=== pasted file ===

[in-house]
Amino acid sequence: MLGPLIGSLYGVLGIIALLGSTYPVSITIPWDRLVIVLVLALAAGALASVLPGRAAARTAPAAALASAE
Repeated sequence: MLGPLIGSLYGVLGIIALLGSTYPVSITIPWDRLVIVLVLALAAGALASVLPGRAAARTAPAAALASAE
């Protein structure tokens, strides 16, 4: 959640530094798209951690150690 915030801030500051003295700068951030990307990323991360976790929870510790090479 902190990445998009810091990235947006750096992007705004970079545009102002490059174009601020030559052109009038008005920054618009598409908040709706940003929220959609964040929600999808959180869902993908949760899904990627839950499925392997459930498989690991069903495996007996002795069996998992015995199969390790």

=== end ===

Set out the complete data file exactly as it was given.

[in-house]
Amino acid sequence: MLGPLIGSLYGVLGIIALLGSTYPVSITIPWDRLVIVLVLALAAGALASVLPGRAAARTAPAAALASAE
Repeated sequence: MLGPLIGSLYGVLGIIALLGSTYPVSITIPWDRLVIVLVLALAAGALASVLPGRAAARTAPAAALASAE
């Protein structure tokens, strides 16, 4: 959640530094798209951690150690 915030801030500051003295700068951030990307990323991360976790929870510790090479 902190990445998009810091990235947006750096992007705004970079545009102002490059174009601020030559052109009038008005920054618009598409908040709706940003929220959609964040929600999808959180869902993908949760899904990627839950499925392997459930498989690991069903495996007996002795069996998992015995199969390790």